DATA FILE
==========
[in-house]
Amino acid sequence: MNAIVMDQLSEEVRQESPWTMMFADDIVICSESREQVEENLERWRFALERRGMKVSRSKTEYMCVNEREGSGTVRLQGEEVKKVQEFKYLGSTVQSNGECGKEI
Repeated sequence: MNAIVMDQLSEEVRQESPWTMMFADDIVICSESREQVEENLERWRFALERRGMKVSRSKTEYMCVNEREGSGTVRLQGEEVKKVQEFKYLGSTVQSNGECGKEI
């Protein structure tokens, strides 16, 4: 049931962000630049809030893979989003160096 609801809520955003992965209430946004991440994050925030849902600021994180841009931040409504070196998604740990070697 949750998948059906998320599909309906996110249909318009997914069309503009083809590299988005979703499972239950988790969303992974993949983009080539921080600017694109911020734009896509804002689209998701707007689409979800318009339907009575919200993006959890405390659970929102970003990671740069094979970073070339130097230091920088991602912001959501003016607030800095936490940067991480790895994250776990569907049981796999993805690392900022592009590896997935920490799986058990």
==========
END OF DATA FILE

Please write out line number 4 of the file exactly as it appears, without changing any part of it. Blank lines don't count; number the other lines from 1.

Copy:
């Protein structure tokens, strides 16, 4: 049931962000630049809030893979989003160096 609801809520955003992965209430946004991440994050925030849902600021994180841009931040409504070196998604740990070697 949750998948059906998320599909309906996110249909318009997914069309503009083809590299988005979703499972239950988790969303992974993949983009080539921080600017694109911020734009896509804002689209998701707007689409979800318009339907009575919200993006959890405390659970929102970003990671740069094979970073070339130097230091920088991602912001959501003016607030800095936490940067991480790895994250776990569907049981796999993805690392900022592009590896997935920490799986058990």